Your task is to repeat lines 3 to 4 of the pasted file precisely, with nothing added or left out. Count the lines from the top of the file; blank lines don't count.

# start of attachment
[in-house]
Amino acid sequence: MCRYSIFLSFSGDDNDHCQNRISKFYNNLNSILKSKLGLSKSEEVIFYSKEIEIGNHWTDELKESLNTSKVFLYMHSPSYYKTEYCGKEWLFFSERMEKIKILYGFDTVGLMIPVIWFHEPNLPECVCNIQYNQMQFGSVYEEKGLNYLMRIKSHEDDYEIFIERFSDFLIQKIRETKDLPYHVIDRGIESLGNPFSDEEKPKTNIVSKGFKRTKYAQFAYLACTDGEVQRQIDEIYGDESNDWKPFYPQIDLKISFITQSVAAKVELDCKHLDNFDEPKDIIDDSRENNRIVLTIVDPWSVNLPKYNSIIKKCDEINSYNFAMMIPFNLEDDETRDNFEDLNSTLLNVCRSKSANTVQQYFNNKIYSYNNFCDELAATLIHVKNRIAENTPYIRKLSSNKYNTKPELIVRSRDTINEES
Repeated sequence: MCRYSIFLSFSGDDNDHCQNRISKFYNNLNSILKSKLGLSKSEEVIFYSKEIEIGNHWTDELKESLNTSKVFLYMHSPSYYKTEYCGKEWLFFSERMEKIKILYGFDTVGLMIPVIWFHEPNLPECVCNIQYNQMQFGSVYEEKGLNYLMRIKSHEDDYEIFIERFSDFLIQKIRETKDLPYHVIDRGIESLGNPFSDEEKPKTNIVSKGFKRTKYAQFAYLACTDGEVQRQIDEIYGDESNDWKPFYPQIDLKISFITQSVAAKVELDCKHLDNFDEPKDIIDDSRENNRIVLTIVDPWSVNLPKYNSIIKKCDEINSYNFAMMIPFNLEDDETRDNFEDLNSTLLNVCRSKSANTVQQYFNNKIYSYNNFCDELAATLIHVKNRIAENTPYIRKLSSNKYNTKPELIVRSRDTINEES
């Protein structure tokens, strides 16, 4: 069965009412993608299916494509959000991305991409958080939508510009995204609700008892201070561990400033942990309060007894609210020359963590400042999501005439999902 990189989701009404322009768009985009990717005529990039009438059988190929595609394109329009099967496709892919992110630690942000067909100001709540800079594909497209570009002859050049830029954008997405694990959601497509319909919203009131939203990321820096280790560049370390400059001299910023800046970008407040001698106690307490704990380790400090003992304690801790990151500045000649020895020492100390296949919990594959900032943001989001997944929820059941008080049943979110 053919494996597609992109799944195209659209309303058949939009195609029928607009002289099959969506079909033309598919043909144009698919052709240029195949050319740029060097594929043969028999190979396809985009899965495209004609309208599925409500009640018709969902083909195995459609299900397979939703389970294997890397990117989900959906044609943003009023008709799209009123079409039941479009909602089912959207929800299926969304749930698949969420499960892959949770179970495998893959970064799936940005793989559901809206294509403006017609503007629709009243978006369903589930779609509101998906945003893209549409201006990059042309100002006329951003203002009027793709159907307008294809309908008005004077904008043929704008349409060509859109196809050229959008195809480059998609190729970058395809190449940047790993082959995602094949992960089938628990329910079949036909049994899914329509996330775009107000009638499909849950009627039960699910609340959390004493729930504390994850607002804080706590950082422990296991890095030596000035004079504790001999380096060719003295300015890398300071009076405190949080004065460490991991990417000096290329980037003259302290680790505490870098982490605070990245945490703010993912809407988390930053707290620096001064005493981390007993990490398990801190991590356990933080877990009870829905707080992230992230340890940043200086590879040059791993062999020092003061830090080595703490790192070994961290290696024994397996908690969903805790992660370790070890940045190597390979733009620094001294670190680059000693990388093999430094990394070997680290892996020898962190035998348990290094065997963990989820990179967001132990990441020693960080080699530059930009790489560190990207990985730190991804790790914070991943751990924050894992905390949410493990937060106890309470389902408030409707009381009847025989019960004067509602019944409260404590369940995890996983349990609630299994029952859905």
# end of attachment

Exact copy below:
Repeated sequence: MCRYSIFLSFSGDDNDHCQNRISKFYNNLNSILKSKLGLSKSEEVIFYSKEIEIGNHWTDELKESLNTSKVFLYMHSPSYYKTEYCGKEWLFFSERMEKIKILYGFDTVGLMIPVIWFHEPNLPECVCNIQYNQMQFGSVYEEKGLNYLMRIKSHEDDYEIFIERFSDFLIQKIRETKDLPYHVIDRGIESLGNPFSDEEKPKTNIVSKGFKRTKYAQFAYLACTDGEVQRQIDEIYGDESNDWKPFYPQIDLKISFITQSVAAKVELDCKHLDNFDEPKDIIDDSRENNRIVLTIVDPWSVNLPKYNSIIKKCDEINSYNFAMMIPFNLEDDETRDNFEDLNSTLLNVCRSKSANTVQQYFNNKIYSYNNFCDELAATLIHVKNRIAENTPYIRKLSSNKYNTKPELIVRSRDTINEES
């Protein structure tokens, strides 16, 4: 069965009412993608299916494509959000991305991409958080939508510009995204609700008892201070561990400033942990309060007894609210020359963590400042999501005439999902 990189989701009404322009768009985009990717005529990039009438059988190929595609394109329009099967496709892919992110630690942000067909100001709540800079594909497209570009002859050049830029954008997405694990959601497509319909919203009131939203990321820096280790560049370390400059001299910023800046970008407040001698106690307490704990380790400090003992304690801790990151500045000649020895020492100390296949919990594959900032943001989001997944929820059941008080049943979110 053919494996597609992109799944195209659209309303058949939009195609029928607009002289099959969506079909033309598919043909144009698919052709240029195949050319740029060097594929043969028999190979396809985009899965495209004609309208599925409500009640018709969902083909195995459609299900397979939703389970294997890397990117989900959906044609943003009023008709799209009123079409039941479009909602089912959207929800299926969304749930698949969420499960892959949770179970495998893959970064799936940005793989559901809206294509403006017609503007629709009243978006369903589930779609509101998906945003893209549409201006990059042309100002006329951003203002009027793709159907307008294809309908008005004077904008043929704008349409060509859109196809050229959008195809480059998609190729970058395809190449940047790993082959995602094949992960089938628990329910079949036909049994899914329509996330775009107000009638499909849950009627039960699910609340959390004493729930504390994850607002804080706590950082422990296991890095030596000035004079504790001999380096060719003295300015890398300071009076405190949080004065460490991991990417000096290329980037003259302290680790505490870098982490605070990245945490703010993912809407988390930053707290620096001064005493981390007993990490398990801190991590356990933080877990009870829905707080992230992230340890940043200086590879040059791993062999020092003061830090080595703490790192070994961290290696024994397996908690969903805790992660370790070890940045190597390979733009620094001294670190680059000693990388093999430094990394070997680290892996020898962190035998348990290094065997963990989820990179967001132990990441020693960080080699530059930009790489560190990207990985730190991804790790914070991943751990924050894992905390949410493990937060106890309470389902408030409707009381009847025989019960004067509602019944409260404590369940995890996983349990609630299994029952859905």